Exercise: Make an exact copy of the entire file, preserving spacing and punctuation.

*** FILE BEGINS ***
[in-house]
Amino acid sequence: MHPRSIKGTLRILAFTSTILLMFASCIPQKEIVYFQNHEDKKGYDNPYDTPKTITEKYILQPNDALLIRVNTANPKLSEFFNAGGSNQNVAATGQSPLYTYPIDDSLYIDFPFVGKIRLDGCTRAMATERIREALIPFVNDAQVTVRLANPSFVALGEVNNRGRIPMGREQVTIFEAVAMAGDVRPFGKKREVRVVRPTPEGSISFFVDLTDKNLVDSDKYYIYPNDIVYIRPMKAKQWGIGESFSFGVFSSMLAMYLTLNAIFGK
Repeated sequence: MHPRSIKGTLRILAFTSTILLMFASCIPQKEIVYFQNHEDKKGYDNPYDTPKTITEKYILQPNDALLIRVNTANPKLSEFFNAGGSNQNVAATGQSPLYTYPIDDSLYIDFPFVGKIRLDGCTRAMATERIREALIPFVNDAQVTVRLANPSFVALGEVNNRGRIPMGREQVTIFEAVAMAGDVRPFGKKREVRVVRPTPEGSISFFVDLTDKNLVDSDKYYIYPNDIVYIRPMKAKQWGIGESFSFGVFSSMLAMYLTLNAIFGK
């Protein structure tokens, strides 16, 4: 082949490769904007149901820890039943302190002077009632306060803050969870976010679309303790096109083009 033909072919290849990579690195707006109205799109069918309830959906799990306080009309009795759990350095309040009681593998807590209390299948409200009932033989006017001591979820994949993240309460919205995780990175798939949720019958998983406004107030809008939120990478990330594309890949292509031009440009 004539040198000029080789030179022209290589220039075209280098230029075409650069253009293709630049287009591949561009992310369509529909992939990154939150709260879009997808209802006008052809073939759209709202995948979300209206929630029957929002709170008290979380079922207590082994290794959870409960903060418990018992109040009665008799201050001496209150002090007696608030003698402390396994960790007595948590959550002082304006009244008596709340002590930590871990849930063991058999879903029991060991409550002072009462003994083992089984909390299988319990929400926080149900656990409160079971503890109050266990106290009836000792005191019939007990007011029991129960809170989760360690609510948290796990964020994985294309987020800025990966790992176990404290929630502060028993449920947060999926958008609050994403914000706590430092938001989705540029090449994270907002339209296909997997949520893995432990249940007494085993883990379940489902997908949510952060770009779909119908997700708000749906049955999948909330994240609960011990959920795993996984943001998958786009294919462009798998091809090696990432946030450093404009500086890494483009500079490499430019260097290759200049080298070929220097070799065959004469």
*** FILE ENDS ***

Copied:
[in-house]
Amino acid sequence: MHPRSIKGTLRILAFTSTILLMFASCIPQKEIVYFQNHEDKKGYDNPYDTPKTITEKYILQPNDALLIRVNTANPKLSEFFNAGGSNQNVAATGQSPLYTYPIDDSLYIDFPFVGKIRLDGCTRAMATERIREALIPFVNDAQVTVRLANPSFVALGEVNNRGRIPMGREQVTIFEAVAMAGDVRPFGKKREVRVVRPTPEGSISFFVDLTDKNLVDSDKYYIYPNDIVYIRPMKAKQWGIGESFSFGVFSSMLAMYLTLNAIFGK
Repeated sequence: MHPRSIKGTLRILAFTSTILLMFASCIPQKEIVYFQNHEDKKGYDNPYDTPKTITEKYILQPNDALLIRVNTANPKLSEFFNAGGSNQNVAATGQSPLYTYPIDDSLYIDFPFVGKIRLDGCTRAMATERIREALIPFVNDAQVTVRLANPSFVALGEVNNRGRIPMGREQVTIFEAVAMAGDVRPFGKKREVRVVRPTPEGSISFFVDLTDKNLVDSDKYYIYPNDIVYIRPMKAKQWGIGESFSFGVFSSMLAMYLTLNAIFGK
């Protein structure tokens, strides 16, 4: 082949490769904007149901820890039943302190002077009632306060803050969870976010679309303790096109083009 033909072919290849990579690195707006109205799109069918309830959906799990306080009309009795759990350095309040009681593998807590209390299948409200009932033989006017001591979820994949993240309460919205995780990175798939949720019958998983406004107030809008939120990478990330594309890949292509031009440009 004539040198000029080789030179022209290589220039075209280098230029075409650069253009293709630049287009591949561009992310369509529909992939990154939150709260879009997808209802006008052809073939759209709202995948979300209206929630029957929002709170008290979380079922207590082994290794959870409960903060418990018992109040009665008799201050001496209150002090007696608030003698402390396994960790007595948590959550002082304006009244008596709340002590930590871990849930063991058999879903029991060991409550002072009462003994083992089984909390299988319990929400926080149900656990409160079971503890109050266990106290009836000792005191019939007990007011029991129960809170989760360690609510948290796990964020994985294309987020800025990966790992176990404290929630502060028993449920947060999926958008609050994403914000706590430092938001989705540029090449994270907002339209296909997997949520893995432990249940007494085993883990379940489902997908949510952060770009779909119908997700708000749906049955999948909330994240609960011990959920795993996984943001998958786009294919462009798998091809090696990432946030450093404009500086890494483009500079490499430019260097290759200049080298070929220097070799065959004469």